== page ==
In the verses that follow we have the lament of “the kings of the earth,” and “the merchants of the earth,” over the fall of this vile system. The ten kings, under the beast, may be used for her destruction. But, having destroyed her, these kings and merchants will realize how much the material grandeur of their great cities and the prosperity of their commerce was dependent upon this false system. Discovering that her destruction is an immense loss, socially and commercially, they will lament her fall. The merchants of the earth that have been enriched by her love for magnificent buildings and earthly luxuries will lament that “no man buyeth their merchandise any more.” What a fearful condemnation of professing Christendom to learn that it is supported by kings because it adds to their earthly grandeur and luxury, and by merchants because it becomes a fruitful source of trade and money-making! Corrupt Christendom ends in becoming the greatest power on earth to advance worldliness, luxury, and material profit. In this evil system everything is turned into a means of worldly profit, from gold to the bodies and souls of men. And be it noted that in the things in which she traffics, “gold” has the first place and the “souls of men” the last place as being, in her estimation, of the least importance. In the judgment of God all will “come to naught” (vs. 17). She will be stripped of her earthly riches (vs. 14), and left “desolate” (vs. 19).
If on earth kings and merchants mourn over her fall, in heaven the saints, apostles, and prophets are called to rejoice, for in her fall God will avenge the sufferings of His people at her hands. It is not for believers to seek to avenge themselves. God cannot trust His people to take vengeance. The word is “Avenge not yourselves... for it is written, Vengeance is mine; I will repay saith the Lord” (Psa. 94:11O Lord God, to whom vengeance belongeth; O God, to whom vengeance belongeth, show thyself. (Psalm 94:1); Rom. 12:1919Dearly beloved, avenge not yourselves, but rather give place unto wrath: for it is written, Vengeance is mine; I will repay, saith the Lord. (Romans 12:19)).
In the closing verses three leading truths come before us which sum up the instruction of the chapter as to the appalling character and terrible end of corrupt Christendom. Firstly, we learn how this religious corruption appears in the sight of men; secondly, we see its true character in the sight of God; and thirdly, we are told of the overwhelming judgment by which it will forever be removed from the earth.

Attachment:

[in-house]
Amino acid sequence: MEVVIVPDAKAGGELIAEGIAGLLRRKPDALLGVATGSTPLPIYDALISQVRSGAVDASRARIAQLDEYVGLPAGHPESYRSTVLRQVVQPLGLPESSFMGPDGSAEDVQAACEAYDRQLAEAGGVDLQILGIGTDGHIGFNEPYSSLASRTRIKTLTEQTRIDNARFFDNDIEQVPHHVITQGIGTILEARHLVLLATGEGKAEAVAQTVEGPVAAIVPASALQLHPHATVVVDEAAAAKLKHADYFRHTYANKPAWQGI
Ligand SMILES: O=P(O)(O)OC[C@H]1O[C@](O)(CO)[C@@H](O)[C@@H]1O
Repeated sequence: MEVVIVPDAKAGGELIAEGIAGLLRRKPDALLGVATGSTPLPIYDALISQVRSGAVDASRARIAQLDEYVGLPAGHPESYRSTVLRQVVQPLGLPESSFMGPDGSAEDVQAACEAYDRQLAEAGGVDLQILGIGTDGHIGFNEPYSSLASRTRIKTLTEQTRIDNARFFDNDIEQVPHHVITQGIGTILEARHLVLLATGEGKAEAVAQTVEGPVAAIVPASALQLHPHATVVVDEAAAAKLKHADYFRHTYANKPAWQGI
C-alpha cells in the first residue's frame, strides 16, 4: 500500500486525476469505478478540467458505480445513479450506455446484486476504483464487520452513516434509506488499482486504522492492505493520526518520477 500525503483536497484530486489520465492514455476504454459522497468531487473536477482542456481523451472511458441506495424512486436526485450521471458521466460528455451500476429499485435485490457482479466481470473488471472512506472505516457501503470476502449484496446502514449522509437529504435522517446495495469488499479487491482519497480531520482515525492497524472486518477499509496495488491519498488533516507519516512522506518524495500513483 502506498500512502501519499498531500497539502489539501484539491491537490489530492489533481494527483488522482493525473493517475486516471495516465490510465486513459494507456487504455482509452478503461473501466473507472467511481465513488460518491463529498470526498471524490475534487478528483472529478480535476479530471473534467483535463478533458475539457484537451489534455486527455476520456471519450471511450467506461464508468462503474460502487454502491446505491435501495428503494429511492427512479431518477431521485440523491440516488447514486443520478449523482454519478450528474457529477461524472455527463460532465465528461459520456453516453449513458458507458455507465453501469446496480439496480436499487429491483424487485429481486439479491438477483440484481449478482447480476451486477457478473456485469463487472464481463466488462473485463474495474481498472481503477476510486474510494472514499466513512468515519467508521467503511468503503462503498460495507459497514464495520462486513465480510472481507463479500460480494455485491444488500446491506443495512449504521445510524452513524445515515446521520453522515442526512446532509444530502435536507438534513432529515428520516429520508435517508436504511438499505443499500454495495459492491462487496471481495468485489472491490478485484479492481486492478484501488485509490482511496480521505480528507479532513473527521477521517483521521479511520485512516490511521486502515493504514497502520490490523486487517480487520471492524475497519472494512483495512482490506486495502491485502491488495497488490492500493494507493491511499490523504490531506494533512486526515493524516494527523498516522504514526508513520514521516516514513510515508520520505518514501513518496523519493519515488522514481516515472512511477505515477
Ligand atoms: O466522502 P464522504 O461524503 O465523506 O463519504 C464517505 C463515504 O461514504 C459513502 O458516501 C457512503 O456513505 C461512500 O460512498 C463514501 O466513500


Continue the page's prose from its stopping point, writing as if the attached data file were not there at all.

Firstly, in the sight of men it is an imposing system, for it is spoken of as a “great city.” Eight times in the course of these chapters the city is referred to as “great.” There is everything in it to appeal to the natural man. In verse 22 we read of the music by which it charms the natural ear; of the “craft” that has filled Europe with magnificent buildings that gratify the eye. Then there is found within it the “millstone” that speaks of the commerce by which it has enriched men with material wealth. In it is found the artificial light of the candle speaking of its appeal to natural sentiment, and the voice of the bridegroom and the bride, speaking of natural joy.
Secondly, we have the outstanding marks of this corrupt system as seen by God. We read, “Thy merchants were the great men of the earth; for by thy sorceries were all nations deceived. And in her was found the blood of prophets, and of the saints, and of all that were slain upon the earth.” (Professing Christendom ends in a system that is the exact contrast to all that the church of God is called to be. Firstly, it is marked by “merchants” and thus characterized by material riches rather than “the unsearchable riches of Christ.” Secondly, it is marked by “great men,” rather than the weak and base things of the world that God has chosen. Thirdly, those in Babylon are “men of the earth” rather than heavenly men. Fourthly, this system by its “sorceries” is clearly under the influence of wicked spirits rather than the Holy Spirit of God. Fifthly, by it all nations are “deceived;” thus it propagates error rather than truth. Sixthly, in her is found “the blood of prophets and of saints.” Thus it persecutes instead of caring for the flock of God. Finally, “all that were slain upon the earth were found in her” setting forth that she is marked by death instead of life.)
Thirdly, we learn the overwhelming judgment that will end the history of corrupt Christendom. For fifteen centuries this awful system has been deceiving the world, but at last its judgment will come in “one day” or “one hour” (verses 8, 10, 17, 19). Like a great millstone flung into the sea, to be found no more on the earth, its judgment is overwhelming and final. It is striking how the Spirit of God repeats the words “no more.” When thrown down, it will be found “no more.” Its thrilling music that appeals to the natural ear, “shall be heard no more.” Its merchandise by which the merchants have been enriched and made great will be “no more.” Its natural light that appeals to the natural intellect will be “no more,” and its natural pleasures will be “no more.”